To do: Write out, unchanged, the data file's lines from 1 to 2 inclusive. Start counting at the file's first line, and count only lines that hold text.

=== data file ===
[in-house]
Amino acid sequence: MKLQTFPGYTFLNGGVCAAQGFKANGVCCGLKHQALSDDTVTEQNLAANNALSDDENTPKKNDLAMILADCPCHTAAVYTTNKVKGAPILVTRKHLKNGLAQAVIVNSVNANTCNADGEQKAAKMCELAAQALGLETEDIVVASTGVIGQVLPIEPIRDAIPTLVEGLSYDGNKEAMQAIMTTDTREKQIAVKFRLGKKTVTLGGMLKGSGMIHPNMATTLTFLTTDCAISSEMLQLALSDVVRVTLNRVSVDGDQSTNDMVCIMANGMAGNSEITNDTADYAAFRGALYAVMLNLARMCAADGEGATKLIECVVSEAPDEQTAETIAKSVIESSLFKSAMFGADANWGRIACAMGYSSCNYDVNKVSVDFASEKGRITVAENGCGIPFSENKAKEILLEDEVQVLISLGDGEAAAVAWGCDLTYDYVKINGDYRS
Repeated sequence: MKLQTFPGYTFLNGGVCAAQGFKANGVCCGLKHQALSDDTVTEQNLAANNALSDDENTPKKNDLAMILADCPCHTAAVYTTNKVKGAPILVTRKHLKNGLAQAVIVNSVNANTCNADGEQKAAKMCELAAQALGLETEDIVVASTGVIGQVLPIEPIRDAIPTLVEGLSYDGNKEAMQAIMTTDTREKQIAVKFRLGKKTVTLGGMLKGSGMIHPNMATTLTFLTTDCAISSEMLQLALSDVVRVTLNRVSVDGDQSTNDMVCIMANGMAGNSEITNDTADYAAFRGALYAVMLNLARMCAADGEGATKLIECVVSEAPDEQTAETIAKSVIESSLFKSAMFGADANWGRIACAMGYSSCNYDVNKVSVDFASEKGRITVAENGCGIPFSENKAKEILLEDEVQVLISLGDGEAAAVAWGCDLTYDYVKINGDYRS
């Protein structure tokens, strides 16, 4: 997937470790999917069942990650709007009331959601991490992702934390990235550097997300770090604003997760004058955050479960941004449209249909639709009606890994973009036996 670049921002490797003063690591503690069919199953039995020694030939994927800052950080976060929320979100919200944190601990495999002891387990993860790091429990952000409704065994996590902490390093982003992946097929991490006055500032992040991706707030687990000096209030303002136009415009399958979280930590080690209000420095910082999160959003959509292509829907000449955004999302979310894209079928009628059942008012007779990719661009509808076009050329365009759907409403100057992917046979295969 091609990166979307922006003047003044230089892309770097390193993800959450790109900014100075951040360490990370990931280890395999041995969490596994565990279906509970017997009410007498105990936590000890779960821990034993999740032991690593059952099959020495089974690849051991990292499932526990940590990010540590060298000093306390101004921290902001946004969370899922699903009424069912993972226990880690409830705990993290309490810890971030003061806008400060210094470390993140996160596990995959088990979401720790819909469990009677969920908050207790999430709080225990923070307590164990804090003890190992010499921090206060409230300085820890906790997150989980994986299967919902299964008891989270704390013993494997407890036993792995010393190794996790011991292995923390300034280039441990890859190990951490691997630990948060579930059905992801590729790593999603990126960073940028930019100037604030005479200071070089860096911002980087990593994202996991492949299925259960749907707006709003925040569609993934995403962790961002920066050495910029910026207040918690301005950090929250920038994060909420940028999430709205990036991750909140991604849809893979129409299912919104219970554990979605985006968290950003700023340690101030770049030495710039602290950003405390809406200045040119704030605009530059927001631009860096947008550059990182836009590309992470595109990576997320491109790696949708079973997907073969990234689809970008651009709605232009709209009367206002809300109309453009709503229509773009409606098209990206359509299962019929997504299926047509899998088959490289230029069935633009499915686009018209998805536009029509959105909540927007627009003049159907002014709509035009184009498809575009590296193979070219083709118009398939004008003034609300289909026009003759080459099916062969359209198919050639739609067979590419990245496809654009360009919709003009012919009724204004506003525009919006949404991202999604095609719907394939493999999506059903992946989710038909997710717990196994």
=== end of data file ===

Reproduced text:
[in-house]
Amino acid sequence: MKLQTFPGYTFLNGGVCAAQGFKANGVCCGLKHQALSDDTVTEQNLAANNALSDDENTPKKNDLAMILADCPCHTAAVYTTNKVKGAPILVTRKHLKNGLAQAVIVNSVNANTCNADGEQKAAKMCELAAQALGLETEDIVVASTGVIGQVLPIEPIRDAIPTLVEGLSYDGNKEAMQAIMTTDTREKQIAVKFRLGKKTVTLGGMLKGSGMIHPNMATTLTFLTTDCAISSEMLQLALSDVVRVTLNRVSVDGDQSTNDMVCIMANGMAGNSEITNDTADYAAFRGALYAVMLNLARMCAADGEGATKLIECVVSEAPDEQTAETIAKSVIESSLFKSAMFGADANWGRIACAMGYSSCNYDVNKVSVDFASEKGRITVAENGCGIPFSENKAKEILLEDEVQVLISLGDGEAAAVAWGCDLTYDYVKINGDYRS